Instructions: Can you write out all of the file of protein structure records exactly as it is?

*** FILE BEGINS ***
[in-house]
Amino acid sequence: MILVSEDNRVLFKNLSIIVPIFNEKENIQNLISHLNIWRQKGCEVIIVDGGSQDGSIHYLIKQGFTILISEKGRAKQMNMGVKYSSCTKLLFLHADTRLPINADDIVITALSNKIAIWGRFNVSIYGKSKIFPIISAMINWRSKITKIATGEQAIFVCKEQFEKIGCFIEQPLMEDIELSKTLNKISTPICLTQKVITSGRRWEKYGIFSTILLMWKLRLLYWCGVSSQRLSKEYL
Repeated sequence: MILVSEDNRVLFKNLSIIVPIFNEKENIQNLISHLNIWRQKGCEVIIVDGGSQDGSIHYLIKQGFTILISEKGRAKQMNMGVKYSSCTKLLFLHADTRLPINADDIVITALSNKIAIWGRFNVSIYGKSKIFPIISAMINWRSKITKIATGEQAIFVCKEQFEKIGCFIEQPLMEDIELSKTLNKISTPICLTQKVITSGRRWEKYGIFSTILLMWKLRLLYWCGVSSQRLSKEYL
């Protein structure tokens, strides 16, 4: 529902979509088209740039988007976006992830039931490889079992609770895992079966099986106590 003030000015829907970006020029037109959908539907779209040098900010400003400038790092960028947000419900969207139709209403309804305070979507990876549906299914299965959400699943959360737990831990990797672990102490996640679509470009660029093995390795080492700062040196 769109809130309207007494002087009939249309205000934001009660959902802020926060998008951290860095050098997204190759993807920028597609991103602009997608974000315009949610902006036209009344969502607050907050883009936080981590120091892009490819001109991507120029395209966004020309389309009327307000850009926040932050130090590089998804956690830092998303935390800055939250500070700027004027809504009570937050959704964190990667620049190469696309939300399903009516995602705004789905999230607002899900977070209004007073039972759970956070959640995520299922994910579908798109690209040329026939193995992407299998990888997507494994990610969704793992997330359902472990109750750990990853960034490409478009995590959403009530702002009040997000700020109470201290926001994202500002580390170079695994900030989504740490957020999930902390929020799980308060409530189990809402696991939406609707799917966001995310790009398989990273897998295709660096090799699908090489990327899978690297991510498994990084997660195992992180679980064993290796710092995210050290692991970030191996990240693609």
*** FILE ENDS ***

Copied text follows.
[in-house]
Amino acid sequence: MILVSEDNRVLFKNLSIIVPIFNEKENIQNLISHLNIWRQKGCEVIIVDGGSQDGSIHYLIKQGFTILISEKGRAKQMNMGVKYSSCTKLLFLHADTRLPINADDIVITALSNKIAIWGRFNVSIYGKSKIFPIISAMINWRSKITKIATGEQAIFVCKEQFEKIGCFIEQPLMEDIELSKTLNKISTPICLTQKVITSGRRWEKYGIFSTILLMWKLRLLYWCGVSSQRLSKEYL
Repeated sequence: MILVSEDNRVLFKNLSIIVPIFNEKENIQNLISHLNIWRQKGCEVIIVDGGSQDGSIHYLIKQGFTILISEKGRAKQMNMGVKYSSCTKLLFLHADTRLPINADDIVITALSNKIAIWGRFNVSIYGKSKIFPIISAMINWRSKITKIATGEQAIFVCKEQFEKIGCFIEQPLMEDIELSKTLNKISTPICLTQKVITSGRRWEKYGIFSTILLMWKLRLLYWCGVSSQRLSKEYL
């Protein structure tokens, strides 16, 4: 529902979509088209740039988007976006992830039931490889079992609770895992079966099986106590 003030000015829907970006020029037109959908539907779209040098900010400003400038790092960028947000419900969207139709209403309804305070979507990876549906299914299965959400699943959360737990831990990797672990102490996640679509470009660029093995390795080492700062040196 769109809130309207007494002087009939249309205000934001009660959902802020926060998008951290860095050098997204190759993807920028597609991103602009997608974000315009949610902006036209009344969502607050907050883009936080981590120091892009490819001109991507120029395209966004020309389309009327307000850009926040932050130090590089998804956690830092998303935390800055939250500070700027004027809504009570937050959704964190990667620049190469696309939300399903009516995602705004789905999230607002899900977070209004007073039972759970956070959640995520299922994910579908798109690209040329026939193995992407299998990888997507494994990610969704793992997330359902472990109750750990990853960034490409478009995590959403009530702002009040997000700020109470201290926001994202500002580390170079695994900030989504740490957020999930902390929020799980308060409530189990809402696991939406609707799917966001995310790009398989990273897998295709660096090799699908090489990327899978690297991510498994990084997660195992992180679980064993290796710092995210050290692991970030191996990240693609």